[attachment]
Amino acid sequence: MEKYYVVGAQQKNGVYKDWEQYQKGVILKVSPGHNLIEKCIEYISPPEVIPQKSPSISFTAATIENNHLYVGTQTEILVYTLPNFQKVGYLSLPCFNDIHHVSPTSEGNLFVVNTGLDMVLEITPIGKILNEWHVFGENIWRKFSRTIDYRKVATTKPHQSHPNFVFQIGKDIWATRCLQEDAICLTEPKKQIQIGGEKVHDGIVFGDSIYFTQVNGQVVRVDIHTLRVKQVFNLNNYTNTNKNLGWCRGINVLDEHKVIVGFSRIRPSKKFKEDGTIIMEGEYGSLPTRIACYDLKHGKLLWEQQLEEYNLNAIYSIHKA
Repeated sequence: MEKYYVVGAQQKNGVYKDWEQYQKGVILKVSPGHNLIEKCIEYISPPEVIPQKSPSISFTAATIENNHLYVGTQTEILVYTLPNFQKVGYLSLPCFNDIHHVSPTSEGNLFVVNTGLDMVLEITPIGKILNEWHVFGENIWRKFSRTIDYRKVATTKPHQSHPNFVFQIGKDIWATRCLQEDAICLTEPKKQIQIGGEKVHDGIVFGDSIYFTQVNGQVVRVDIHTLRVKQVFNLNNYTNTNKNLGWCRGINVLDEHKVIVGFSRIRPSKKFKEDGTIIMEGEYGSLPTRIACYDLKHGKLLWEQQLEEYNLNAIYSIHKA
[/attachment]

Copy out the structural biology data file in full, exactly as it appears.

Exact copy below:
Amino acid sequence: MEKYYVVGAQQKNGVYKDWEQYQKGVILKVSPGHNLIEKCIEYISPPEVIPQKSPSISFTAATIENNHLYVGTQTEILVYTLPNFQKVGYLSLPCFNDIHHVSPTSEGNLFVVNTGLDMVLEITPIGKILNEWHVFGENIWRKFSRTIDYRKVATTKPHQSHPNFVFQIGKDIWATRCLQEDAICLTEPKKQIQIGGEKVHDGIVFGDSIYFTQVNGQVVRVDIHTLRVKQVFNLNNYTNTNKNLGWCRGINVLDEHKVIVGFSRIRPSKKFKEDGTIIMEGEYGSLPTRIACYDLKHGKLLWEQQLEEYNLNAIYSIHKA
Repeated sequence: MEKYYVVGAQQKNGVYKDWEQYQKGVILKVSPGHNLIEKCIEYISPPEVIPQKSPSISFTAATIENNHLYVGTQTEILVYTLPNFQKVGYLSLPCFNDIHHVSPTSEGNLFVVNTGLDMVLEITPIGKILNEWHVFGENIWRKFSRTIDYRKVATTKPHQSHPNFVFQIGKDIWATRCLQEDAICLTEPKKQIQIGGEKVHDGIVFGDSIYFTQVNGQVVRVDIHTLRVKQVFNLNNYTNTNKNLGWCRGINVLDEHKVIVGFSRIRPSKKFKEDGTIIMEGEYGSLPTRIACYDLKHGKLLWEQQLEEYNLNAIYSIHKA